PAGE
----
Regulating and meeting needs

I was noticing today how much easier it is to be around people. I don’t find it nearly as stressful. I am not as sensitive.

It must be that I have worked at managing the disorganized attachment emotions better so that I am not so sensitized. Other people around me can have more emotions without freaking me out because I can calm down better.

I was thinking a child with a traumatized parent faces a situation where the parent cannot regulate his or her own emotions, let alone those of the child, so the child learns not to communicate them to the parent, so that the parent isn’t dysregulated and out-of-control along with the child. It might also be that a bond doesn’t develop as strongly, and the parent is less of an object of interest. The child might then not seek to mirror the parent’s regulation strategies when they are in use.

I was thinking about this because I was thinking there is this narrow band of emotional arousal I have learned to live in because if I am out of that range, I can’t get back to baseline again. Or that was true in the past. And it isn’t just emotions, actually, but energy level in general.

Children with traumatic pasts cannot regulate their emotional state, their emotional expression, or their level of energy. They cannot keep it constant.

We learn those skills from our parents and we learn them by trying to meet our own needs to maintain a certain comfortable state for us. We get bored, and reach out for interaction. We get distressed and reach for comfort.

I remember seeing C burst with energy at certain moments, pushing friends, racing across the campus and jumping off walls. It was lovely to see, but it’s also someone who cannot keep their energy level at a fairly constant level. Not the same thing as something like bipolar, but she had a little burst of happiness because she was getting connection and attention, and it came out in physical activity.

One of the risk factors for Borderline is a high level of physical activity in childhood—because these are kids that cannot stay at an even level.

The flip side of that difficulty in regulating is you fall into boredom and despair and can’t get out of that either.

People are all different, and some people can be comfortable in a wider range of energy levels than others, but in attachment problems, it is because the bond with the parent didn’t teach the child to notice their own internal state or allow that child to notice it and take action. The child wasn’t allowed to leave an over-stimulating situation before a melt-down hit. The child wasn’t allowed to reach for connection when she became bored or lonely. The child, I think, can become very passive, waiting for someone to come along and regulate him/her because noticing their own state was never allowed. Their dysregulated state was never real to anyone. It was never treated as though it existed. If it did exist, it was bad.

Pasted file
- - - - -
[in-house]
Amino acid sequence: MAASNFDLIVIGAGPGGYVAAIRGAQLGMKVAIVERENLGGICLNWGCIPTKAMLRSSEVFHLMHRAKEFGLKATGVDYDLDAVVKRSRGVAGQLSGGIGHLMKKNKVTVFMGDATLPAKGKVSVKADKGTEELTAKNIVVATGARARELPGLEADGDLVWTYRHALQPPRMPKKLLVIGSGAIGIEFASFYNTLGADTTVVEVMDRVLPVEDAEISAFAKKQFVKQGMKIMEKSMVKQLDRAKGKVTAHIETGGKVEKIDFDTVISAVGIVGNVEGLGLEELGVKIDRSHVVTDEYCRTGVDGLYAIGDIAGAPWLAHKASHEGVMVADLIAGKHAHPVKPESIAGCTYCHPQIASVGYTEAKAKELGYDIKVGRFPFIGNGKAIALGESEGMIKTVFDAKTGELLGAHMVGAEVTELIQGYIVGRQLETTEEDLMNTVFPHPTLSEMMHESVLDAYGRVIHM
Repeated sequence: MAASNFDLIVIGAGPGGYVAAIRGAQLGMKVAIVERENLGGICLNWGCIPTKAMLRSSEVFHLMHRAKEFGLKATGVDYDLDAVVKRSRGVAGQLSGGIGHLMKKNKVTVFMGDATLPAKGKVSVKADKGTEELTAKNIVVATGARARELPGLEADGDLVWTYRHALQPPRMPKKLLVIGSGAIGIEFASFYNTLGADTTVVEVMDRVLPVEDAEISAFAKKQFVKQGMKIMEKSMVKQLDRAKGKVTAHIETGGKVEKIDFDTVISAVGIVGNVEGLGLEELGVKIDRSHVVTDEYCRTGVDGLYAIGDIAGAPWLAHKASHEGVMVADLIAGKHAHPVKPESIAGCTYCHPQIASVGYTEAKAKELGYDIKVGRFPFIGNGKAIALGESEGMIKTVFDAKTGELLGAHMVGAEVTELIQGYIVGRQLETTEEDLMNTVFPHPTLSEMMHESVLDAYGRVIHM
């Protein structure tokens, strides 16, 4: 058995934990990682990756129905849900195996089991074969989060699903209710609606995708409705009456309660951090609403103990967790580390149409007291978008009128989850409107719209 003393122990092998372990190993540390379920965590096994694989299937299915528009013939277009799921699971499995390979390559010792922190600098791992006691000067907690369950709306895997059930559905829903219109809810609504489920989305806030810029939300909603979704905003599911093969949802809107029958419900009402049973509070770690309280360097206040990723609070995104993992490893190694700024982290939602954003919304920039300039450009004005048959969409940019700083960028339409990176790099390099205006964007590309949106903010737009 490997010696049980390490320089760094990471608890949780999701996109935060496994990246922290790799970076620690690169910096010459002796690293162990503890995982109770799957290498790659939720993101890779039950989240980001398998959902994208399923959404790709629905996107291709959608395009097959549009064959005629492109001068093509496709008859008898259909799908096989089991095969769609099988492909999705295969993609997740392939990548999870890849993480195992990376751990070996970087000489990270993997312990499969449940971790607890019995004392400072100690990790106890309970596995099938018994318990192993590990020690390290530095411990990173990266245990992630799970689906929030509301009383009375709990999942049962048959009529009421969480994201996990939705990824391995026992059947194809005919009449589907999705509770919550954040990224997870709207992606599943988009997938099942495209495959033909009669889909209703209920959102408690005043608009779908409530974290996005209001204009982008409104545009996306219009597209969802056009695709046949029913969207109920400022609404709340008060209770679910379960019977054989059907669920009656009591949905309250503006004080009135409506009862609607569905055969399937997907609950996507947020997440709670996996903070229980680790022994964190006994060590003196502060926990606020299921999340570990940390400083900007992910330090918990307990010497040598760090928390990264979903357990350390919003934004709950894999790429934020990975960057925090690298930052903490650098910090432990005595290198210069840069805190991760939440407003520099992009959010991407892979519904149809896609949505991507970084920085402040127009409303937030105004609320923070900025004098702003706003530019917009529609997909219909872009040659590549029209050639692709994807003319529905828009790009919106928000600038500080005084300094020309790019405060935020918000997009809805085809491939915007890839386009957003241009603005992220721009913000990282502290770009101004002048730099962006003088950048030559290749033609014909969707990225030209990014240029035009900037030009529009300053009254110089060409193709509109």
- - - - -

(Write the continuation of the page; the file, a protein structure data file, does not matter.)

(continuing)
It’s been very helpful to me to see that my internal states are real. It is still clunky. The sensations I have telling me about those states are maybe a child’s sensations. When I want something, a lump comes to my throat. I have started to realize it is not always something big and significant that leads to that feeling. It isn’t always some deep trauma. I just never learned to smoothly recognize my desires and coordinate them with an action. Something doesn’t seem to be working that I want, and it’s like, “Mommy, please, please, I really want it…please.” I talk to myself about this. “It might work if we wait one more minute. Let’s wait and see what happens.” Or, “It might not work this time. That happens. We can try it again later.”

I think what emerged from that are a very narrow range of strategies that are things you can do without anyone noticing much: avoidance, distraction, and psychic numbing. I can’t get out of this situation, but I can refuse to look at it. I can stare at the trees and self-stim for a while. I can stop my feelings from being felt. Those are things babies can do, can’t they? Those are your implicit memories of how to manage your arousal level.